The growing popularity of online will writing could lead to a ‘surge’ in contested probate cases down the line, probate experts have warned.
Funeral Solution Expert, a research and consultancy firm, analysed 26 online will writers and found that consumers are often mistaken as to whether their affairs are 'simple' or 'complex', and that the companies themselves ‘offer very little liability for something going wrong’.
‘There is no doubt that an online will can be a good solution if affairs are genuinely simple and can save money versus a more traditional solicitor route,' said Simon Cox, co-founder of Funeral Expert Solution. ‘But our research shows that 65% of consumers who rate their own affairs as “simple” subsequently reveal through questioning that their affairs are in fact “complex”.’
He added that the sector is storing up an ‘ever-increasing bank of wills’ that will be contested once those who made them have died.
The concerns were echoed by Michael Culver, chairman of Solicitors for the Elderly, who said: ‘It’s shocking that whilst solicitor are required to have professional indemnity insurance covering claims potentially as high as £2m or £3m (and many firms go for optional additional cover that can take this as high as £10m per claim), other professionals offering wills limit their liability to the cost of the will.’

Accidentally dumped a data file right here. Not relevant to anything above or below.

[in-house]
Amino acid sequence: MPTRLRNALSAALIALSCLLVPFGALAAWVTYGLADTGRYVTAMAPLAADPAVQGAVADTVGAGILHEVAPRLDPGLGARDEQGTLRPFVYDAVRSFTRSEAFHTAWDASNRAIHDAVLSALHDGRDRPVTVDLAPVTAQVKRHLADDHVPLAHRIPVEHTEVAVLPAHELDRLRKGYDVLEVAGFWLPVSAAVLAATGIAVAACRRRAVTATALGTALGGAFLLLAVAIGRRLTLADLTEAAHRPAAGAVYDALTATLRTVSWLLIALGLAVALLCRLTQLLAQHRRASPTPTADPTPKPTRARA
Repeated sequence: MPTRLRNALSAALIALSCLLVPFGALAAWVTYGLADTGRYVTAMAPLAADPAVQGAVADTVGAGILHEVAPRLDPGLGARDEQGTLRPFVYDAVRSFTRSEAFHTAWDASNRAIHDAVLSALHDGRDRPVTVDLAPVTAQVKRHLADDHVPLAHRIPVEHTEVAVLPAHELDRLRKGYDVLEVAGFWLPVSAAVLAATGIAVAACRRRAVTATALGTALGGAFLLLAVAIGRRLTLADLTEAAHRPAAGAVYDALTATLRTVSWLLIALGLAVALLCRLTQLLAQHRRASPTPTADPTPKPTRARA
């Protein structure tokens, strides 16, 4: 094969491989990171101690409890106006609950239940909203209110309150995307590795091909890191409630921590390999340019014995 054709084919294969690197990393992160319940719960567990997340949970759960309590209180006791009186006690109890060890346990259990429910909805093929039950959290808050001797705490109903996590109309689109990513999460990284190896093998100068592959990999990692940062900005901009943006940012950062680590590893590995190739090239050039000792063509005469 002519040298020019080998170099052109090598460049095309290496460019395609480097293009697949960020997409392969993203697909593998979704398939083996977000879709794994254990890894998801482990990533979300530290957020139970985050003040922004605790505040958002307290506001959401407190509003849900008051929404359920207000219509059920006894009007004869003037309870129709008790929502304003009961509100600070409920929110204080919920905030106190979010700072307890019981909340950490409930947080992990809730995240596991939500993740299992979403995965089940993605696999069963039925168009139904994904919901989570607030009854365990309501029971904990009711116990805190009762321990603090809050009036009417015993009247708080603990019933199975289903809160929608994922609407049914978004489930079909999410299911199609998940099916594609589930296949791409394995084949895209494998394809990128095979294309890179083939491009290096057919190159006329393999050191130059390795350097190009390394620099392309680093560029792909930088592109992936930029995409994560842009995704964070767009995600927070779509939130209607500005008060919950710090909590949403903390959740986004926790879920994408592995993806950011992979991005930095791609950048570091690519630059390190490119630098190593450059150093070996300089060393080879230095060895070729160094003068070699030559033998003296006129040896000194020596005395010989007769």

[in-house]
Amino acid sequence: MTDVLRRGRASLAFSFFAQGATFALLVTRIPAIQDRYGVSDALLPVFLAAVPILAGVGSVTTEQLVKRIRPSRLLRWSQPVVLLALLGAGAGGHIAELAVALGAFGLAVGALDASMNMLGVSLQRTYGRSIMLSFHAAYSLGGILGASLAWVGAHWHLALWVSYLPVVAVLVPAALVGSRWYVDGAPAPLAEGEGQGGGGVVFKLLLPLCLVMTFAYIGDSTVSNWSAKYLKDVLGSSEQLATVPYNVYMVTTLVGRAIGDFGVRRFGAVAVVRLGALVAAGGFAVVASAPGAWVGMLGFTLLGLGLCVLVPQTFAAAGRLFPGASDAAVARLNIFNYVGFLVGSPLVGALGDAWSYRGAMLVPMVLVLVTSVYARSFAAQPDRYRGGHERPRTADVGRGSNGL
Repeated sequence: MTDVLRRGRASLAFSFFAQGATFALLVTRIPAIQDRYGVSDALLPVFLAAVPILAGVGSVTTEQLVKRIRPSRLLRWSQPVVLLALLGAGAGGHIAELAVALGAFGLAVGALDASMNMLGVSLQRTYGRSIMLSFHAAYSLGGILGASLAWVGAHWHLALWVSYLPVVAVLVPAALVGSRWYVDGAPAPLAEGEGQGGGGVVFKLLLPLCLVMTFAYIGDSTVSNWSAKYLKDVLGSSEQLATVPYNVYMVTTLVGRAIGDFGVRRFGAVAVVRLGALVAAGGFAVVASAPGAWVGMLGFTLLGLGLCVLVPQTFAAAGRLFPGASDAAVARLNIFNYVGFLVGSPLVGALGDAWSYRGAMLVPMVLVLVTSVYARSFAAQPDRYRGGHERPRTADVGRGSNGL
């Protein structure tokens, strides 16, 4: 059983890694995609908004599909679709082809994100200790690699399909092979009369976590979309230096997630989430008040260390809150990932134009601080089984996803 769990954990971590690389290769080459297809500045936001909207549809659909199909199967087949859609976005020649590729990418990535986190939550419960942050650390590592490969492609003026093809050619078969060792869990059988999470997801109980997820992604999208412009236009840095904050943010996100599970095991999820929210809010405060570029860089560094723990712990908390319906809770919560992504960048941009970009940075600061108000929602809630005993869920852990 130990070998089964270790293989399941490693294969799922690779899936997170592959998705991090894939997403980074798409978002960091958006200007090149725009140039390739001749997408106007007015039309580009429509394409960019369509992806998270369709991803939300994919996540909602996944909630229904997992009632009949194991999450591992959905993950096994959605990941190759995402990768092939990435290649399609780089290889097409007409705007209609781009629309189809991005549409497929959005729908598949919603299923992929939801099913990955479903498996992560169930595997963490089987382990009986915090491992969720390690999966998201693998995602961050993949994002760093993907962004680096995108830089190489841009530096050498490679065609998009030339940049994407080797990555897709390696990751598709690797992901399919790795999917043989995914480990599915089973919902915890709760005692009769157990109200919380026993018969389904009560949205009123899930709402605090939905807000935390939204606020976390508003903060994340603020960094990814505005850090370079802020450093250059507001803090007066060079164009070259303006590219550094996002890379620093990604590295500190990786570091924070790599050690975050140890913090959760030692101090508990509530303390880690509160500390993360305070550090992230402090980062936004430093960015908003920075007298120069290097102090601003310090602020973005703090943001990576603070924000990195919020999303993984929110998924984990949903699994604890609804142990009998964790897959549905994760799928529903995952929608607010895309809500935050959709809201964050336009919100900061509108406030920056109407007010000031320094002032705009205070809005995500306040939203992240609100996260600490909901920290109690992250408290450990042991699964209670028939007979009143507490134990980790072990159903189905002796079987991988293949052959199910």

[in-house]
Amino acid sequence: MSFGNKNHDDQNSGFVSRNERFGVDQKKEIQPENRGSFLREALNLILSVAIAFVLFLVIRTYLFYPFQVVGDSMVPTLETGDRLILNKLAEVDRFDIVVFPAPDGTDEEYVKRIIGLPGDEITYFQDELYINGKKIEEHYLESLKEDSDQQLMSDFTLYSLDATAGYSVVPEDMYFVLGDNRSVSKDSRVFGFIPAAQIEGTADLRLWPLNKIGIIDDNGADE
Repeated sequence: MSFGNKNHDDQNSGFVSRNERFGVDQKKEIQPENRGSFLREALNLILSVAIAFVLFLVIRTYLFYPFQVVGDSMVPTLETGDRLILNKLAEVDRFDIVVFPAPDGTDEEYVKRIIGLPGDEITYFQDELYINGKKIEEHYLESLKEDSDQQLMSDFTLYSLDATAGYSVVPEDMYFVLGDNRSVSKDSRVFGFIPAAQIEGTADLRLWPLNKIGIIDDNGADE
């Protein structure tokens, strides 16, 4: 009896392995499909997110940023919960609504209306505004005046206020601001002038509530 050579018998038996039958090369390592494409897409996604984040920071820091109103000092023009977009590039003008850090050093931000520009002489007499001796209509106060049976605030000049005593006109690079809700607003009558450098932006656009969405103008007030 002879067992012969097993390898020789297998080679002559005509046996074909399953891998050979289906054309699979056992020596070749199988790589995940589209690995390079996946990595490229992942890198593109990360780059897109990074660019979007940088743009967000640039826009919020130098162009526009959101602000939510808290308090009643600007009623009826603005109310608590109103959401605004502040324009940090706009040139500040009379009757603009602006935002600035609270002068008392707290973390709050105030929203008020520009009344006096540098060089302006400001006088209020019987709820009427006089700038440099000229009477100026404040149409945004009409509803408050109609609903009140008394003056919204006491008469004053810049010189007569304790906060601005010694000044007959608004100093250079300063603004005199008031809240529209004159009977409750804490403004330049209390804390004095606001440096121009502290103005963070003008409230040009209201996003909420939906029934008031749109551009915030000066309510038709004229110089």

The pandemic is believed to have fuelled a rise in will making, with Farewill reporting a 267% increase in the number of wills written at home between 2019 and 2020.
Farewill’s head of legal, Lorraine Robinson, said the business had long recognised, and campaigned for closing gaps in the protection of customers of unregulated firms. However she questioned whether the risk is posed only by the unregulated sector. 'As a solicitor myself, unfortunately qualification as a solicitor is not a guarantee of an individual solicitor or a regulated firm’s depth of understanding of a specialist area of law. For that, as an industry, we often look instead to qualifications such as those offered by STEP, which are open to regulated and unregulated professionals alike.'
She added that many businesses in the unregulated sector are members of voluntary organisations which prescribe minimum levels of indemnity cover. 'To suggest all unregulated will writers are uninsured undermines the diligence and responsibility of many in the sector.'
Article Source The Law Society